widget.materialbutton. We can change that to button.colored if we wanted color buttons everywhere. We can also change our color accent. If we set that in our theme, that gets used everywhere. We’ll see that color everywhere But what we want to do is one button. So, what would happen if we set bet button on our activity? We could see it everywhere. What about in XML? How can we fix that? Well, what if we set color accents on our activity theme, now we’re getting that blue button, but we’re also getting blue switches and everything else. If you do a search over XML files, you’ll see it in a lot of places. We could try setting it in layoutXML. This does absolutely nothing because it’s a theme attribute and you shouldn’t try to set it in Layout KWM XML We’ll create a theme XML and apply that to the button and we’ll get what we wanted So, back to Nick for more implementation Cheers So, I said you should prefer theme attributes where you can But to do so, you kind of need to know what is out there, what exists. Honestly, I don’t have a great answer for you, other than looking through the file — this is from the Android platform or from appcompat or material components. They’re not that long and you can see what’s available. You can look at themes.material and see which theme attributes they set and as such, you are able to reference or overwrite yourselves One note is that you might see that some theme attributes are double-defined. The platform defines an Android color control highlight and then appcompat defines its own. So, which do you use? The answer is if there is one defined in the appcompat, prefer that because it will set the platform one for you and be available for backwards compatibility You can refer to these in code, using something like this and uses KTX to make it more convenient So, so far, we’ve talked about using platform theme attributes, and you absolutely should. But you can also create your own Let’s walk through an example We have two screens, which display very similar layouts. A list of schedule and speaker details. They only differ in the how far with the space on the space and the key line we want to align it to. You need to leave room for the sticky header time things. To accomplish this, we defined our own theme attribute. This is called sessionless keyline. In the different activity themes, we can provide different dimension values for that keyline And then RGS we just have to have a single layout, which references that — that theme attribute using the question mark syntax to vary it without having to maintain it, et cetera Another place that theming comes into handy is drawables. We looked at the platform button from API 21 onwards, all drawable support tint and tint modes. You can also do this in vectors where they support theme attributes for tints, as well as for fills and strokes. So you can use this not just in 21, but in the backwards compatibility library as well. If you need the backwards compatibility, you can use backwards There is an override which lets you set a tint list to be applied, which is something we’ve learned to be extremely handy. It provides different tints and all colors for different states. This is taken from text primary. One of the things I love about colors like this is some of the improvements that arrived in Marshmallow 23, which allowed you to separate out the color and alpha component. This protects you against the explosion of 20 different capacities of black Actually separating out the — kind of the color information from the alpha information allows you to define more specifically what you want Here, it was saying it’s a light screen and the foreground will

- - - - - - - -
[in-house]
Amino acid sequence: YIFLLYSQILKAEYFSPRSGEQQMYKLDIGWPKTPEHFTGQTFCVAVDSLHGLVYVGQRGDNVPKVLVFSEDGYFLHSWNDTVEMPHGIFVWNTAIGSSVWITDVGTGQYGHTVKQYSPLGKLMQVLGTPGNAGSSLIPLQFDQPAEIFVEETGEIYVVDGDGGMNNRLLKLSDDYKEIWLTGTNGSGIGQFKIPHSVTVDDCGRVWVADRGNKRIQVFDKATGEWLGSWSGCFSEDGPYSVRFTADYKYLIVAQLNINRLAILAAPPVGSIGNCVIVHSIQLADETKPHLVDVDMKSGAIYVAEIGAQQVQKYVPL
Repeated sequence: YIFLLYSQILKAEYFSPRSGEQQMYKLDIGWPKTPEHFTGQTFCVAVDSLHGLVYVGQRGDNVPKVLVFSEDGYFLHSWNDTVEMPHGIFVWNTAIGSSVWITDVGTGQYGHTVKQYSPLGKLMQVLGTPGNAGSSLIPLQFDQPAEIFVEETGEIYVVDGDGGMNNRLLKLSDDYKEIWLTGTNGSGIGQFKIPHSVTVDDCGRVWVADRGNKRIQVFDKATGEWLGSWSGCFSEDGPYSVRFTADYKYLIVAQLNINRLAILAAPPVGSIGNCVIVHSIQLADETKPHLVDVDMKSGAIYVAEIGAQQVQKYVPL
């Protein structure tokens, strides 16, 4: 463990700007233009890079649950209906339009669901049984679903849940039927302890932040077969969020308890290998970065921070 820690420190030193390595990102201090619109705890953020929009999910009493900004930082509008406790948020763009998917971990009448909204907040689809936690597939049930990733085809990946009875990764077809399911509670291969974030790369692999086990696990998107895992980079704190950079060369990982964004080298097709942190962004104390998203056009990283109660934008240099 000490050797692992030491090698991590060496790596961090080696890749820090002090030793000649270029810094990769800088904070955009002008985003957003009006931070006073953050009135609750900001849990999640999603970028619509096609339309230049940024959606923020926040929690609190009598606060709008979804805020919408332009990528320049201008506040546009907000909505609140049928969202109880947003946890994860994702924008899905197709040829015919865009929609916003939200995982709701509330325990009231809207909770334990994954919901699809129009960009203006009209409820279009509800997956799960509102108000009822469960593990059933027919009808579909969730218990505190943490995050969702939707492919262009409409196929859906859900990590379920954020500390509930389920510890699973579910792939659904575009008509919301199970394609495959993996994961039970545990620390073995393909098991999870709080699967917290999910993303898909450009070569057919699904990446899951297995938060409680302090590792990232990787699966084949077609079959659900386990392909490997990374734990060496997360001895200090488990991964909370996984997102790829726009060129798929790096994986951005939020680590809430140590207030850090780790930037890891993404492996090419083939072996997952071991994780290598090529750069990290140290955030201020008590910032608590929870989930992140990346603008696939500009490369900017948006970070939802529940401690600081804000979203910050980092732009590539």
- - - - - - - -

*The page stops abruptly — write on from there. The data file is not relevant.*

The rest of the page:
be ground. You can say the text will be black and have alphas So you don’t have to define all the combinations, you define the semantically-named things. And then they get combined by the color state lists I’ve cheated here and changed the Android alpha to app alpha because appcompat back ports this to added color state list, but it requires you to use App Alpha The alpha channel of the color and the alpha are combined Don’t do this. If you specify — this is a 50% white text if you don’t speak heck and a 50% alpha. You’ll end up with 20% alpha white. You want to refer to colors with full alphas Like I said, appcompat has this and use resources to get the backwards compatible behavior So, overall, if you apply this theming, you can get a state like this. So, on the left, these look quite similar. On the left, we have the Google I/O. And to retheme it, to fit in with the look and feel with this conference, rather than I/O, this is the diffance. We had to change the semantically-named colors. It ripples outwards, the bottom nav changes, some of the tints on drawables changes. Think about if your product manager comes to you and says, we’re changing all the colors. Wouldn’t you rather have this rather than going through all the XMLs and where is it? You really want to limit the changes to these semantic names So, as a summary of this, really, really, like, theme attribute all the things essentially. Use them as just kind of like protection and you should probably push that semantic system back upwards to your designers so they are giving you values that work with this XML is the preferred syntax or be careful when you’re not writing this and thinking, is this a smell? With your drawables, think about using tints to protect yourself. If all these drawables had been pings instead and we had to rebrand, am I going to have to regenerate all of these? Ignore that, don’t do that. Use tints instead Basically, if every time you use a PNG, think, should this be a PNG. Pretty much the only time you should be using PNG is for matches. So, that’s a summary Protect yourselves and have fun with attributes and styles Cheers [Applause] Hi, everyone. Today, I’m going to be sharing some best practices when using the AndroidX library. I’m going to be taking about preferences and shared preferences. And I’m going to cover how you can use multiple setting screens First some background. What are preferences? The preference library is for interactive screens. All you need to do is find a list of settings to be displayed to the user and it also handles interacting with the device storage so any value the user changes would be uploaded to the device First, the framework preference API. This has been bundled with the first Android framework Since it is part of the framework, any new features and bug fixes we add only make their way to the newer versions of